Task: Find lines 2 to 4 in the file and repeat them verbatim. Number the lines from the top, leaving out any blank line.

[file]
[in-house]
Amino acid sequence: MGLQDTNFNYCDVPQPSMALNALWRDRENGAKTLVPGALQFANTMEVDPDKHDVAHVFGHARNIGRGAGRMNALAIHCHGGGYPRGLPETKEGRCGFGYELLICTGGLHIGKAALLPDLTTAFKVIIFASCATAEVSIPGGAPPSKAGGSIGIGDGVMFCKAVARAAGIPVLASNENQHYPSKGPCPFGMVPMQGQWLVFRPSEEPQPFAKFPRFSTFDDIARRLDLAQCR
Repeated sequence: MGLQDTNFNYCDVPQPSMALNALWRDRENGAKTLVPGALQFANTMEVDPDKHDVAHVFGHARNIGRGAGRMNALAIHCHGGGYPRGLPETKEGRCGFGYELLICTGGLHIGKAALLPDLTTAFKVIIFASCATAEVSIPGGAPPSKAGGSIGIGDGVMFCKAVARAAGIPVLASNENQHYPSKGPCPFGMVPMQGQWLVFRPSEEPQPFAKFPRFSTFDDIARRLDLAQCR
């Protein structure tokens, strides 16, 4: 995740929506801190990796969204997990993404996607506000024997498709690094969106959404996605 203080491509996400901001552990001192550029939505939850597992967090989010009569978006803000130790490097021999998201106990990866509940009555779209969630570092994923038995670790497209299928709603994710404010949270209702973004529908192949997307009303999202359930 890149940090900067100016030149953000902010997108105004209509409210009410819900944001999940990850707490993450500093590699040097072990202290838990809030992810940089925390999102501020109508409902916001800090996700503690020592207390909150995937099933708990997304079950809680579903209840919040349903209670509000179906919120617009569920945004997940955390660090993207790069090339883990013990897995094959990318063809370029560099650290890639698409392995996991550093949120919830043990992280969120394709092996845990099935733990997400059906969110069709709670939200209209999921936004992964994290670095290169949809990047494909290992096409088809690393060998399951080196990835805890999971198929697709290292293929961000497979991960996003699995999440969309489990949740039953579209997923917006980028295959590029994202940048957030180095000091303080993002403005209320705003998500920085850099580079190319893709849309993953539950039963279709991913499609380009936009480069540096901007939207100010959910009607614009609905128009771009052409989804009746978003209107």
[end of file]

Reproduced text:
Amino acid sequence: MGLQDTNFNYCDVPQPSMALNALWRDRENGAKTLVPGALQFANTMEVDPDKHDVAHVFGHARNIGRGAGRMNALAIHCHGGGYPRGLPETKEGRCGFGYELLICTGGLHIGKAALLPDLTTAFKVIIFASCATAEVSIPGGAPPSKAGGSIGIGDGVMFCKAVARAAGIPVLASNENQHYPSKGPCPFGMVPMQGQWLVFRPSEEPQPFAKFPRFSTFDDIARRLDLAQCR
Repeated sequence: MGLQDTNFNYCDVPQPSMALNALWRDRENGAKTLVPGALQFANTMEVDPDKHDVAHVFGHARNIGRGAGRMNALAIHCHGGGYPRGLPETKEGRCGFGYELLICTGGLHIGKAALLPDLTTAFKVIIFASCATAEVSIPGGAPPSKAGGSIGIGDGVMFCKAVARAAGIPVLASNENQHYPSKGPCPFGMVPMQGQWLVFRPSEEPQPFAKFPRFSTFDDIARRLDLAQCR
């Protein structure tokens, strides 16, 4: 995740929506801190990796969204997990993404996607506000024997498709690094969106959404996605 203080491509996400901001552990001192550029939505939850597992967090989010009569978006803000130790490097021999998201106990990866509940009555779209969630570092994923038995670790497209299928709603994710404010949270209702973004529908192949997307009303999202359930 890149940090900067100016030149953000902010997108105004209509409210009410819900944001999940990850707490993450500093590699040097072990202290838990809030992810940089925390999102501020109508409902916001800090996700503690020592207390909150995937099933708990997304079950809680579903209840919040349903209670509000179906919120617009569920945004997940955390660090993207790069090339883990013990897995094959990318063809370029560099650290890639698409392995996991550093949120919830043990992280969120394709092996845990099935733990997400059906969110069709709670939200209209999921936004992964994290670095290169949809990047494909290992096409088809690393060998399951080196990835805890999971198929697709290292293929961000497979991960996003699995999440969309489990949740039953579209997923917006980028295959590029994202940048957030180095000091303080993002403005209320705003998500920085850099580079190319893709849309993953539950039963279709991913499609380009936009480069540096901007939207100010959910009607614009609905128009771009052409989804009746978003209107």